Document Type


Degree Name

Master of Science (MSc)



Program Name/Specialization

Integrative Biology


Faculty of Science

First Advisor

Gabriel Moreno-Hagelsieb

Advisor Role

Thesis Supervisor


Using computational techniques to identify orthology and operon structure, it is possible to find functional interactions between genes, which, together, define the genetic interactome. These large networks contain information about the relationships between phenotypes in organisms as genes responsible for related abilities are often co-regulated and reasserting of these genes can be detected in the operon structure. However, these networks are too large to analyse by hand In order to practically analyse the networks, a computational tool, gisql, was developed and, using this tool, the connectivity patterns in the genetic interactome can be analysed to understand high-level organisation of the genome and to narrow the list of candidate genes for wet lab analysis. The many strains of Escherichia coli are interesting subjects as there are many sequenced strains and they show highly variable pathogenic abilities. Analysis shows that the pathogenic genes have a strong tendency to connect to genes ubiquitous in the E. coli pan-genome. The Rhizobiales, including Sinorhizobium meliloti and Ochrobactrum anthropi, are multi-chromosomal eukaryote-associated bacteria and a significant history of horizontal transfer. Regions of the pSymB megaplasmid of S. meliloti which cannot be deleted via transposon-targeted homologous recombination were shown to be significantly more connected to the main chromosome. Targets for functional complementation of deletions in pSymB in S. meliloti using genes from O. anthropi were identified and unusual connectivity patterns of orthologs were identified. Finally, a putative cytokinin receptor in the Rhizobiaceæ, likely involved in symbiosis with plant hosts, was identified. Thanks to the flexibility of gisql, these analyses were straight-forward and fast to develop.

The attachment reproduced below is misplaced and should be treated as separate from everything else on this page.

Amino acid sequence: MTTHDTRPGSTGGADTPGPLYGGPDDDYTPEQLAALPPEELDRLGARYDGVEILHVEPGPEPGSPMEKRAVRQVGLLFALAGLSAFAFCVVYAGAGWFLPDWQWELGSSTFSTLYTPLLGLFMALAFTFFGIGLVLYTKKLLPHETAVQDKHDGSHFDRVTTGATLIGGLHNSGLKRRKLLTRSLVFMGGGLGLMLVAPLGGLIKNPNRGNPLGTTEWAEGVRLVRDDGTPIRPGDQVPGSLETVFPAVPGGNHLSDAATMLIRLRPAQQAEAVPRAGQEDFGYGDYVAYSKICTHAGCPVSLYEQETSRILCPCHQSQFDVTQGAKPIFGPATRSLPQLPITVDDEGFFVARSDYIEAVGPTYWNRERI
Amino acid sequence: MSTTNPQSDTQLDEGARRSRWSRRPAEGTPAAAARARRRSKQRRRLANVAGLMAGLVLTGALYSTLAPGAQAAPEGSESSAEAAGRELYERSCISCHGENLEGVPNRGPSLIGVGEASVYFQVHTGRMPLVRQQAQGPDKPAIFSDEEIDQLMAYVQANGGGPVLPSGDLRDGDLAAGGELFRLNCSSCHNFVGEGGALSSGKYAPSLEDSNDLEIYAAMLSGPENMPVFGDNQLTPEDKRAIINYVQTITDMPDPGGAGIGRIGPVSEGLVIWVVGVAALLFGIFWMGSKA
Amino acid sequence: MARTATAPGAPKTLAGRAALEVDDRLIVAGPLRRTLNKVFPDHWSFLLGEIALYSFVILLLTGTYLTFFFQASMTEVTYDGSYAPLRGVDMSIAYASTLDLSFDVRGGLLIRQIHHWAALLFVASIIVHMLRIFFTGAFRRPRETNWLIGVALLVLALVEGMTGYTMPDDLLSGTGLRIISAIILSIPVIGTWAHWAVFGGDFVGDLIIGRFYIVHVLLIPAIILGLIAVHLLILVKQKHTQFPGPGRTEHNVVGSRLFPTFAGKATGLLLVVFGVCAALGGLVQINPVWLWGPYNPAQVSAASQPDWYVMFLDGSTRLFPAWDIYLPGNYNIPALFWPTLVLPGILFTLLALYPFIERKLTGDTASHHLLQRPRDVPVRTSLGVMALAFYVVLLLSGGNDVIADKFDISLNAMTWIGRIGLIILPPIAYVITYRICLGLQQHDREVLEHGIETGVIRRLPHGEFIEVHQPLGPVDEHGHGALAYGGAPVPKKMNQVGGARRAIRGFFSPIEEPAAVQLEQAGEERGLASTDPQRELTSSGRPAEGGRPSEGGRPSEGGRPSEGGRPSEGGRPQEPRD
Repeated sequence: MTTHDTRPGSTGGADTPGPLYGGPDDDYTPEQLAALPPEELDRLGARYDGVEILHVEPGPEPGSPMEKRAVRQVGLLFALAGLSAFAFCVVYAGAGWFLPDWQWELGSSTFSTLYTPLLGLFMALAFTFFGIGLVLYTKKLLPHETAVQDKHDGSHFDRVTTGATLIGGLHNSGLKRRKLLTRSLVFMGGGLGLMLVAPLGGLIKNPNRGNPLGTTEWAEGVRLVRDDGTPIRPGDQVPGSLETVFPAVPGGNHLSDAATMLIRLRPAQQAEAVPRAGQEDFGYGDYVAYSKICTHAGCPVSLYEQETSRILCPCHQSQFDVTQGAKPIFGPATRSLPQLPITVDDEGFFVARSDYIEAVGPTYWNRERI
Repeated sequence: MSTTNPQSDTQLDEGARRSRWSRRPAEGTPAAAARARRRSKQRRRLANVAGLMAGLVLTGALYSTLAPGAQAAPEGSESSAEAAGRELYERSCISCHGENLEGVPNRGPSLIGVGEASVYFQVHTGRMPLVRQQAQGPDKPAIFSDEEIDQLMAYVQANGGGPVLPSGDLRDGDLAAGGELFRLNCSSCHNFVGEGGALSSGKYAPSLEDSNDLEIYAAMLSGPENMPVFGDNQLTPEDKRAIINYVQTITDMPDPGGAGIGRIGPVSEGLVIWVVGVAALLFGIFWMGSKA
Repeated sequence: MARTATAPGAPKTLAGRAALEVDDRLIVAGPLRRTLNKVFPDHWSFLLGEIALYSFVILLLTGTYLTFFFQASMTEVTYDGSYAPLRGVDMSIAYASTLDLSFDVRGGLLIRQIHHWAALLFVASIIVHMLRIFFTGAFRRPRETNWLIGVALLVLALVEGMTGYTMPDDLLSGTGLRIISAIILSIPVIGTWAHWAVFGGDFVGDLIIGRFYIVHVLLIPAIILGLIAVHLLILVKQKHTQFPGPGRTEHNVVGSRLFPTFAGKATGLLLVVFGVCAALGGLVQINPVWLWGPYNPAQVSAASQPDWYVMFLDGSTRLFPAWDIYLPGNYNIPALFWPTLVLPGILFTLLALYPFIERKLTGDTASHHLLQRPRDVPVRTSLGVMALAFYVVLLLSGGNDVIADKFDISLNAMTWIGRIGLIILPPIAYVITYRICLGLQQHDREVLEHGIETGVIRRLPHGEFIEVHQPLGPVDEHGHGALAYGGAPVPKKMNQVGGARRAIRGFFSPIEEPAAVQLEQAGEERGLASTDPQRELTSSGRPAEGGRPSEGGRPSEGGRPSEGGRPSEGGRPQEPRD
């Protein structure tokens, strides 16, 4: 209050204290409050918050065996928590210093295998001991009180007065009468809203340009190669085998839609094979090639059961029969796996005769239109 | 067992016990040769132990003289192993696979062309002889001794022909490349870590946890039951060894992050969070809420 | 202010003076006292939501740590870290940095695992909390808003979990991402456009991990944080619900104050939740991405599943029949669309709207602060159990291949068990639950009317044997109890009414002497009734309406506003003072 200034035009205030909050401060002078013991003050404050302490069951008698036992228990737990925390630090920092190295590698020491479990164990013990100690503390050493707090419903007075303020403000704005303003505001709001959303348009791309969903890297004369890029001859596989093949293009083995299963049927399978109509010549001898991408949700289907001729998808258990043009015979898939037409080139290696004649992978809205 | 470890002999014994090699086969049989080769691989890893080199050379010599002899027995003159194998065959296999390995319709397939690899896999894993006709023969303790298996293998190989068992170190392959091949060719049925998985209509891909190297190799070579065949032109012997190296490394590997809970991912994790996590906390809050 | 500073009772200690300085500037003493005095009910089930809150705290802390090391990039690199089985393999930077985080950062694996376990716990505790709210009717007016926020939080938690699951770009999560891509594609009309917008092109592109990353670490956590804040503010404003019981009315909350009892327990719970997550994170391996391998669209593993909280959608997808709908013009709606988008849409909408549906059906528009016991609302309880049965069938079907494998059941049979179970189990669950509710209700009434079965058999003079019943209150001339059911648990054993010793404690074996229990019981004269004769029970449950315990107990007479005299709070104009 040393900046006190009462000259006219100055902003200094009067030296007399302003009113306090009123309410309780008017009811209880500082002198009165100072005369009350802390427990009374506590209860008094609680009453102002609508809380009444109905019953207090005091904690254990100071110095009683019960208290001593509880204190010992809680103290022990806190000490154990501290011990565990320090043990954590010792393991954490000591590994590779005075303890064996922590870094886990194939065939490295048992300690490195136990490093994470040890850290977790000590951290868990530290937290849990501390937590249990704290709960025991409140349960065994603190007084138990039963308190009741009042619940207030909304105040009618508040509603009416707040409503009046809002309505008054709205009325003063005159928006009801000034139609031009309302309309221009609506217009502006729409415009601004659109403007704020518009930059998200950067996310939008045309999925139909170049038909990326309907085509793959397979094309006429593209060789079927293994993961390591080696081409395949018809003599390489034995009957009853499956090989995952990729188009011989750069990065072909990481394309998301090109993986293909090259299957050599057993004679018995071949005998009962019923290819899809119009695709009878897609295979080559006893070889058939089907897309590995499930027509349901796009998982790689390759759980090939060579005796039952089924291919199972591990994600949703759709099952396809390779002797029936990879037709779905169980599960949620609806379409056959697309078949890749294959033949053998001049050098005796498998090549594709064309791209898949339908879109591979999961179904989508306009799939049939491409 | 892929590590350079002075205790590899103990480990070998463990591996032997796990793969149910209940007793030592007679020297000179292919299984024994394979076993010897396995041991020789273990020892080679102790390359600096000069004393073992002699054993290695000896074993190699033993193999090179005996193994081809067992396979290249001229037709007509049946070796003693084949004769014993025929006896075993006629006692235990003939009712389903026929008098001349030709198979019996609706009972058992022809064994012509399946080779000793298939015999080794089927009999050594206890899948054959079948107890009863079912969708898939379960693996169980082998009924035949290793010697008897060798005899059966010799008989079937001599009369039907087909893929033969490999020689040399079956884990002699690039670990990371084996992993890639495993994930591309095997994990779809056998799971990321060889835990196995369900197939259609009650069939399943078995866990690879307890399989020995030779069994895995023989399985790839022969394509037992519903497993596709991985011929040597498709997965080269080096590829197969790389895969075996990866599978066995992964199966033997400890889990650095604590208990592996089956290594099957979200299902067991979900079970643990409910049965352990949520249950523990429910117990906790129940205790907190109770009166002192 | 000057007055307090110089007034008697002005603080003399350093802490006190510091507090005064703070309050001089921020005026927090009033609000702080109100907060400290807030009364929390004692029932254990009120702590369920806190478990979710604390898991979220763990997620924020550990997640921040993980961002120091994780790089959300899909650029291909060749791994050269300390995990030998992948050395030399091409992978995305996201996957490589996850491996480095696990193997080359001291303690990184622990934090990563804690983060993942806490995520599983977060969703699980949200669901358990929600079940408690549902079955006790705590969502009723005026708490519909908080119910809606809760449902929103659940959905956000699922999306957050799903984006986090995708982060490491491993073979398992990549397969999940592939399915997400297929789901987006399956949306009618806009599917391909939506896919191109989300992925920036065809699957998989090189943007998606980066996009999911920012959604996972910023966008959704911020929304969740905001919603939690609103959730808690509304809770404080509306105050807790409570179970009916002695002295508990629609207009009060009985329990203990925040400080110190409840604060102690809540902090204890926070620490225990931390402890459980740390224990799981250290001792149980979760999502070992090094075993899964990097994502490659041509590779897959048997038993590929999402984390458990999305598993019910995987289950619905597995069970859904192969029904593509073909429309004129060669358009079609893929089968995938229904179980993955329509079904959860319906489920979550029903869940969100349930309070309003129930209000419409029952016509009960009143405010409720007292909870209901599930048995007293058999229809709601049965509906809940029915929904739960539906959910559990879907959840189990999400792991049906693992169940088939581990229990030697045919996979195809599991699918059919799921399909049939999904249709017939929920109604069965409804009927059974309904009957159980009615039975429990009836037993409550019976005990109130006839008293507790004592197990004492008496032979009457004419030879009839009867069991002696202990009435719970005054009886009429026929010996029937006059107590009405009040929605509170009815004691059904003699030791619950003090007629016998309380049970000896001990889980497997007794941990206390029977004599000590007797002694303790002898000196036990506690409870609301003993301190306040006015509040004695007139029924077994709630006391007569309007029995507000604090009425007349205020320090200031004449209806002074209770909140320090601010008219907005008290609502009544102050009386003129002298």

Convocation Year


Included in

Genomics Commons